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Andrea G. Schwartz
  • Andrea G. Schwartz
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One of the favorite activities of our early homeschooling days was family reading time. My husband or I would pick a series (e.g., The Chronicles of Narnia, Little House on the Prairie, or Anne of Green Gables) and witness the curiosity and enjoyment of individual children as a new world was opened to them. The one I enjoyed the most was The Tales of the Kingdom trilogy – an allegorical depiction of the Kingdom of God and how the fallen world under the control of the devil seeks to dislodge and overturn it.

A running theme throughout the stories is the battle the Enchanter carries on against the King. The greeting of Rangers (those faithful to the King) went like this:

“How goes the world?”
“The world goes not well. But, the Kingdom comes!”
(spoken together) “To the King; To the Restoration!”

The Enchanted City, where the Enchanter ruled, was a place where those faithful to the King were under constant attack. The Enchanter’s henchmen, the Burners and Breakers, would seek to steal children away from their parents and claim ownership of them as orphans. The Enchanter would challenge the existence of the King as mere myth and fable. His mantra was “Seeing is believing,” while the King’s faithful declared “Believing is seeing,” This always brought to mind the words of St. Anselm of Canterbury, a monk, archbishop, and theologian, in his well-known prayer:

…I desire in some measure to understand your truth, which my heart believes and loves. For I do not seek to understand in order that I may believe, but I believe in order to understand. For this too I believe, that "unless I believe, I shall not understand."

As a result of our interaction with these books, we adopted the practice of sharing our “sightings” with each other. In the stories, sightings were those instances where Hero (the main character) chronicled occurrences where the King was spotted in disguise: sometimes as a beggar, a woodcutter, or a caring friend. This concept of looking for and sharing about situations in our lives where we spotted King Jesus in action became such a part of our lives that we incorporated sightings into our house church services. Time was set aside to share our sightings of Our Lord in our day-to-day life. We developed an expectation that we would encounter Him regularly, and witness the power and victory of the Christian life on a daily basis.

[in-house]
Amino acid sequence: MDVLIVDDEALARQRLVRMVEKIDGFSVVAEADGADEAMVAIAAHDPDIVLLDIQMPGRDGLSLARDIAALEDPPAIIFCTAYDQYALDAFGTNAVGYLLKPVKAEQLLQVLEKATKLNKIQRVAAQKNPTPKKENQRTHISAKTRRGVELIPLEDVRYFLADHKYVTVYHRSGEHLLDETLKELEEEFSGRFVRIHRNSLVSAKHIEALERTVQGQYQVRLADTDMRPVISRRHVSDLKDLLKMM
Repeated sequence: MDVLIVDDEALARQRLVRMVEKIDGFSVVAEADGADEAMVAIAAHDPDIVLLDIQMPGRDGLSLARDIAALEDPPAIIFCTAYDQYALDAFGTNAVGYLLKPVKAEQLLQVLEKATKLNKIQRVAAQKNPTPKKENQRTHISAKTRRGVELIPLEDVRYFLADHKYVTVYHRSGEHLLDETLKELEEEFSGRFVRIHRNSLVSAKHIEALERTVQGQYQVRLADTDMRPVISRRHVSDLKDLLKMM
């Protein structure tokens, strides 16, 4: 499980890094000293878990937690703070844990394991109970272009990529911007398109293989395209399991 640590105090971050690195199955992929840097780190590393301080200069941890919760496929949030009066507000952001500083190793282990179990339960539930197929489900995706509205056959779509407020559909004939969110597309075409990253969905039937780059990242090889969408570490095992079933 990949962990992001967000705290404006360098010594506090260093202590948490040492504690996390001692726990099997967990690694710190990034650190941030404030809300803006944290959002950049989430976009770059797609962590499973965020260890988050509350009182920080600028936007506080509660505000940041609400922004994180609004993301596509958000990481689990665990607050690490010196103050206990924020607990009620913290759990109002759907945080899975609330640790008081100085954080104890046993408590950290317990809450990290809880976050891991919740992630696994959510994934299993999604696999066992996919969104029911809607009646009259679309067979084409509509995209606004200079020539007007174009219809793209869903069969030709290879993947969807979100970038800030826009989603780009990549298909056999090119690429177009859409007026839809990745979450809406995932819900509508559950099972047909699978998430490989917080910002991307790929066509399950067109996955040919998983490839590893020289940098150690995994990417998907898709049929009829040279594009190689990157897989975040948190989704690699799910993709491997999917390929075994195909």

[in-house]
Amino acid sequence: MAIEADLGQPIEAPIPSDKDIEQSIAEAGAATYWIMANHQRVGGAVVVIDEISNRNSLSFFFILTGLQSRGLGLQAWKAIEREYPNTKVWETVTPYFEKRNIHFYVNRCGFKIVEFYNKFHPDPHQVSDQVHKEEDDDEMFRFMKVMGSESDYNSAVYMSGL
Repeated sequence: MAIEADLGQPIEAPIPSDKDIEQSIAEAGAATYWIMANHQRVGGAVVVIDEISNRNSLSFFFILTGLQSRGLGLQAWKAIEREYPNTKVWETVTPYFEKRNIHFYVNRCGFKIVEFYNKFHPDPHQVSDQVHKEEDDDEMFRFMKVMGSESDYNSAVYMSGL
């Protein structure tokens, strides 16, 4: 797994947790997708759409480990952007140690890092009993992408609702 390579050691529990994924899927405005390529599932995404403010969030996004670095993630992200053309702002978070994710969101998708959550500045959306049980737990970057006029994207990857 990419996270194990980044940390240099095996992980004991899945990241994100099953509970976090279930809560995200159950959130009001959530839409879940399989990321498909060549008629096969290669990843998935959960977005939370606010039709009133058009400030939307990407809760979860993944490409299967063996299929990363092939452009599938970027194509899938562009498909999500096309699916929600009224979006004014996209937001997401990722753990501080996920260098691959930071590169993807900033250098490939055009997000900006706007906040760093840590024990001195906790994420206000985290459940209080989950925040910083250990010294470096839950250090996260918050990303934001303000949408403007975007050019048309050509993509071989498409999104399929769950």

One eight-year-old boy (who was a heart transplant and cancer patient) had the best sightings. He recounted his conversations with anesthesiologists and medical personal at Stanford Children’s Hospital prior to his biopsies when he would ask if they knew Jesus Christ as their Lord and Savior. Or, how, when waiting for an outpatient procedure, he would be able to comfort other children who were frightened and crying, praying with them to ease their fears. He always expected to see Jesus at work in and around his life. Sightings became a favorite portion of the service for us.

It is very important in trying times to remember that God is on the throne and, despite how things may appear, and how strong the wicked seem to be, that we should “fear not: for they that be with us are more than they that be with them” (2 Kings 6:8-17).